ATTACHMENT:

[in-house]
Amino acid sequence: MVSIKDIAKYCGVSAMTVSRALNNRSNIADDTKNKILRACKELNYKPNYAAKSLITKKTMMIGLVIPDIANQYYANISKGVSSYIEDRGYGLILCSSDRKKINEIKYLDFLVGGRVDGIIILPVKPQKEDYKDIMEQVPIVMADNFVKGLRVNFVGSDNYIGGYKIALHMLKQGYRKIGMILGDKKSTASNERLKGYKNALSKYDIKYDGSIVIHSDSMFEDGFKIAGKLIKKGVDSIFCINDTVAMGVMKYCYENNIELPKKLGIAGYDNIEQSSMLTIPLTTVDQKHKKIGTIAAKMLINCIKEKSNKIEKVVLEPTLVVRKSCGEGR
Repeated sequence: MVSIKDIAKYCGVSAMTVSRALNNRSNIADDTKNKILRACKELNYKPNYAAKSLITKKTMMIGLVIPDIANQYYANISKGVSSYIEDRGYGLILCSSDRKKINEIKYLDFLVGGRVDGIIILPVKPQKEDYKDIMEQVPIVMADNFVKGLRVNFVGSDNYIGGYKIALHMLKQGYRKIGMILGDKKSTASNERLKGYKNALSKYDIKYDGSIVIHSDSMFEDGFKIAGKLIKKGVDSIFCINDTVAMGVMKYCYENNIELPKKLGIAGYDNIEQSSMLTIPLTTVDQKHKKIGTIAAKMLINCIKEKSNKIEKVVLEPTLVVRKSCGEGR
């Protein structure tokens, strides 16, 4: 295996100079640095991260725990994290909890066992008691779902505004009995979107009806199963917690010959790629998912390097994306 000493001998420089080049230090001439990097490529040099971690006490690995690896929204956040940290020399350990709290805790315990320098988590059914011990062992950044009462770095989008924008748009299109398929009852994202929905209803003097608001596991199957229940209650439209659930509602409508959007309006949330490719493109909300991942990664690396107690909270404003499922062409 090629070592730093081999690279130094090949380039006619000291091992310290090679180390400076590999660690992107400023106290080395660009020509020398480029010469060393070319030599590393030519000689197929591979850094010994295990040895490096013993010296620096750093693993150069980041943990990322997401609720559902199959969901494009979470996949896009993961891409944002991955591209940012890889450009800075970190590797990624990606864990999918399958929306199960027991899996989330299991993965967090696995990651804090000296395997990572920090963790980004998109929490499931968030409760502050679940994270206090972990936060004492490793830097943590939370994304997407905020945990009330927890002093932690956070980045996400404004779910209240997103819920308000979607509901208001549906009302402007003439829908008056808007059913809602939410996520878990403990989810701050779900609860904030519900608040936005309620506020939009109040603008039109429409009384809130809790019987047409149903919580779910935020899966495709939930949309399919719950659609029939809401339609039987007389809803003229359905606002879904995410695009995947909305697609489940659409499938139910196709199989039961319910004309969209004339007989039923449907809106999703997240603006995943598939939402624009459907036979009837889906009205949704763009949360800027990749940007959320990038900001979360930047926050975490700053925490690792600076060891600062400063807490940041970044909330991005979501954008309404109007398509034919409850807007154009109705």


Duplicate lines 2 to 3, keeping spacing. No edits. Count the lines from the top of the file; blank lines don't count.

Amino acid sequence: MVSIKDIAKYCGVSAMTVSRALNNRSNIADDTKNKILRACKELNYKPNYAAKSLITKKTMMIGLVIPDIANQYYANISKGVSSYIEDRGYGLILCSSDRKKINEIKYLDFLVGGRVDGIIILPVKPQKEDYKDIMEQVPIVMADNFVKGLRVNFVGSDNYIGGYKIALHMLKQGYRKIGMILGDKKSTASNERLKGYKNALSKYDIKYDGSIVIHSDSMFEDGFKIAGKLIKKGVDSIFCINDTVAMGVMKYCYENNIELPKKLGIAGYDNIEQSSMLTIPLTTVDQKHKKIGTIAAKMLINCIKEKSNKIEKVVLEPTLVVRKSCGEGR
Repeated sequence: MVSIKDIAKYCGVSAMTVSRALNNRSNIADDTKNKILRACKELNYKPNYAAKSLITKKTMMIGLVIPDIANQYYANISKGVSSYIEDRGYGLILCSSDRKKINEIKYLDFLVGGRVDGIIILPVKPQKEDYKDIMEQVPIVMADNFVKGLRVNFVGSDNYIGGYKIALHMLKQGYRKIGMILGDKKSTASNERLKGYKNALSKYDIKYDGSIVIHSDSMFEDGFKIAGKLIKKGVDSIFCINDTVAMGVMKYCYENNIELPKKLGIAGYDNIEQSSMLTIPLTTVDQKHKKIGTIAAKMLINCIKEKSNKIEKVVLEPTLVVRKSCGEGR